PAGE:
Inauguration of the Carpigiani Gelato Museum


From 27 to 29 September in Anzola Emilia (Bologna, the inauguration of the first museum dedicated to the history, culture, and technology of artisan gelato…

“The Carpigiani Foundation has made a great dream come true: a “home”
for the history of gelato that allows operators to understand their roots and
origins and the public to discover how such a fine food could be conceived,
cultivated, and developed” (Luciana Polliotti).
Rome, 9 July 2012 – The sweet countdown has begun: On 27 September 2012 the Carpigiani
Gelato Museum will open to the public. The museum is an innovative structure dedicated
to the study, documentation, and dissemination of the history, values, and culture of
artisan gelato, a fresh, high-quality food that represents Italian excellence and creativity
throughout the world. The opening will be followed by two more days of inaugural
activities including guided tours, workshops for children, gelato tasting, and many other
delicious surprises.
“The objective of the Carpigiani Gelato Museum is to become a point of reference for the
sector, to highlight the roots and history of this quality food and the gelato artisans that
produce it, bringing excellence, creativity, and flavor to customers worldwide,” explains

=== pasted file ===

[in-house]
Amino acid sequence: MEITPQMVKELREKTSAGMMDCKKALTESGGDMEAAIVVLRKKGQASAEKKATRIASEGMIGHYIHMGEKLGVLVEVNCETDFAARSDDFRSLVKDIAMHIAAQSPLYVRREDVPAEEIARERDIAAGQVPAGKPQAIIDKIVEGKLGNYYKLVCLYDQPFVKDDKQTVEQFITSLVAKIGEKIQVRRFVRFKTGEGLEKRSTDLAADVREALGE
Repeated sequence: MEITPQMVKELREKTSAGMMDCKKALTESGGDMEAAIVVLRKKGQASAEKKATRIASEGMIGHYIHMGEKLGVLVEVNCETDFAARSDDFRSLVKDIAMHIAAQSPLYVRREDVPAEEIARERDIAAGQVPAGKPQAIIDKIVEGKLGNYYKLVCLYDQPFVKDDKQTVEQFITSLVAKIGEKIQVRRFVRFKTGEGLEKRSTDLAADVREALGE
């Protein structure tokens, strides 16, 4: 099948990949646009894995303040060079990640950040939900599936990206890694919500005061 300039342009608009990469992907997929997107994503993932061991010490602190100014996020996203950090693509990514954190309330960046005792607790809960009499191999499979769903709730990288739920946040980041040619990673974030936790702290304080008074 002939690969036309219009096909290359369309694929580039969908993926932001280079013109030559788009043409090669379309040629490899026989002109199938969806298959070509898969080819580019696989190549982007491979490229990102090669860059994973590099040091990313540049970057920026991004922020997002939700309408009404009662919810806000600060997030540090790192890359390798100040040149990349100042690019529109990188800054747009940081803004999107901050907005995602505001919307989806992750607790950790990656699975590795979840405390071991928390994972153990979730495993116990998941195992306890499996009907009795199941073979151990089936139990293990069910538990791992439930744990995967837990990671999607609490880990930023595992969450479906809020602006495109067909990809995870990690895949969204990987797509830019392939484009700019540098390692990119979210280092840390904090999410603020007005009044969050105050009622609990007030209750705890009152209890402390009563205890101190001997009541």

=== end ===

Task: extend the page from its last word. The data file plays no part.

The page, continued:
Romano Verardi, President of the Bruto and Poerio Carpigiani Foundation. “I want to
thank all the people who made the museum possible: the architects Matteo Caravatti and
Chiara Gugliotta, the curators Luciana Polliotti and Andrea Barbieri, the donors, the
supporters, and all those who volunteered their efforts. To obtain this result it was
fundamental to cooperate and innovate as a team.” Verardi further observed, “We are
pleased that this initiative came together just a short time after the official establishment of
the European Gelato Day (March 24). We join hands in proudly recognizing this
achievement with the ArtGlace Association, which worked hard to obtain this recognition
from the European government.”
The 1000 square meter museum space has been carved out of the current Carpigiani
headquarters. The complex is built around a central garden that connects the various areas
of the building including showrooms and the Carpigiani Gelato Museum itself.
According to the architects and curators, “From its origins to today, the museum features
an interactive tour that highlights three principal themes regarding gelato: the evolution
of gelato over time, the history of production technology, and the places and means of
consuming gelato. More than 20 original machines will find a new home in the Carpigiani
Gelato Museum, along with multimedia presentations, 10,000 historical images and
documents, precious accessories and tools of the trade from ages past, video interviews,
and workshops.”
“The Gelato Museum fulfills the dream of our founders, Bruto and Poerio Carpigiani, the
two Bolognese brothers who made it their job to spread gelato technology, culture, and
business throughout the world,” says Andrea Cocchi, General Manager of the Carpigiani
Group. “We are proud that the museum is opening only a few months after the institution
of the Foundation. The challenge is now to reaffirm the historical memory of our roots so
as to strengthen our future, leading us to progress, innovate, and expand our culture.”
The museum hosts a wide range of objects and machines that illustrate the history of
gelato. Further, conscious of the fundamental role attributed by UNESCO to intangibles